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On my Pentax K-3 has In body stabilization so no need for it at the lens but I do find it very enoying not having it visible in the View finder.Even with careful technique and breathing just the slight movement is magnified huge at 400mm and still so backed off to 300mm.

For Birds or any other moving objects its not as big of deal because your moving - panning anyways but for birds parked on a stick especially tiny birds it helps me having the viewfinder not look jerky and IMO critical for precise focus point accuracy

I found the Sigma 120-400 APO HSM With Optical stabilization built In So I have the stabilization at the view finder and the control On or off at the lens.

I would get the Sp 70-300 Di VC USD version. Better build quality,optical quality,Ultra Silent Drive and the VC rocks,So for the times when slow shutters are more desirable and not having a taxed ISO In poor light you can hand hold when a tripod may not be ideal.
 
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wfooshee

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I can't speak for the Tamron, but I have the Nikon 70-300 ED VR and am quite happy with it.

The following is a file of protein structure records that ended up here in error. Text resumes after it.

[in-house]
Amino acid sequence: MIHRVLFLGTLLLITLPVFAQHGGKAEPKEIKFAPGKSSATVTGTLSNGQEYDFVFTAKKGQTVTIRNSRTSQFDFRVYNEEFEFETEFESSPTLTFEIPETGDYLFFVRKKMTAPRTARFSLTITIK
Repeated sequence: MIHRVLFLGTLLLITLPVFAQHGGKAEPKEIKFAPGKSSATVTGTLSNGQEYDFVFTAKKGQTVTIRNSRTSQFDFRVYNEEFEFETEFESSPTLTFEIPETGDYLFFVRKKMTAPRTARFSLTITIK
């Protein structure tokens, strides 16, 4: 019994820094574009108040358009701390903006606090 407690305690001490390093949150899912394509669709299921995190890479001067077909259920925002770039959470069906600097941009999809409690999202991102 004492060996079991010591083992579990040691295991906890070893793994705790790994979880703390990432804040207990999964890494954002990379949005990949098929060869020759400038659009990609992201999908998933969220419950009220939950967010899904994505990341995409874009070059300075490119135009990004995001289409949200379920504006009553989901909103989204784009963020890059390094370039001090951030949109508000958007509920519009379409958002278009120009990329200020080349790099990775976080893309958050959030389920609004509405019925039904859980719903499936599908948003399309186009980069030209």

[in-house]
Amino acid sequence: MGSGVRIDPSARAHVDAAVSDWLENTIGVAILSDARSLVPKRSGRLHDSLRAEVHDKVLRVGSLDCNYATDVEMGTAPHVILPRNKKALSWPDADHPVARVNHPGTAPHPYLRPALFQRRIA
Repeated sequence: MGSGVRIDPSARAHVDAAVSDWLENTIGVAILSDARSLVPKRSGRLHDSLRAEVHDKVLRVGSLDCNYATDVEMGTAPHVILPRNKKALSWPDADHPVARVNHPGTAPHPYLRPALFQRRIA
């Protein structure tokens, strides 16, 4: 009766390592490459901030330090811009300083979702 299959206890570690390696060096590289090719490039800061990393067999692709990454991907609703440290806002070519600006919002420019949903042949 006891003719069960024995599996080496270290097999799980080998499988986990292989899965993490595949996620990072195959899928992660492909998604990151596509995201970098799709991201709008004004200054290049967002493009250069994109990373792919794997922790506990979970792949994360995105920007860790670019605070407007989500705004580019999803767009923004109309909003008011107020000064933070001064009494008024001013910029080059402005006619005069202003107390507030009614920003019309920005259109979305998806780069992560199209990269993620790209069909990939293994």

petrochemist

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Good morning

I am considering getting the Tamron autofocus 70-300mm f4.0-5.6 Di LD macro Zoom lens with built-in motor. I would like to use this for wildlife photography. My question is this particular lens does not have vibration reduction. If I am using a fast enough shutter speed the way I see it this should not be too much of a loss. What do you all think will this lens give me decent wildlife shots.
Thanks Roger
I'd expect it to be capable of some fantastic wildlife shots.
However it's not perticularly fast or exceptionally high quality so it will be a more difficult job getting good shots than with a top class f2/8 telephoto...
Even with top glass long telephotos can require plenty of practice to get good results consistantly. Your own skill will be a significant in how good the results you get are.

Unfortunately this area frequently lets me down with wildlife, my stalking skills are near zero when out with the kids! (Not up to much without them either to be honest)
 

KmH

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TCampbell said: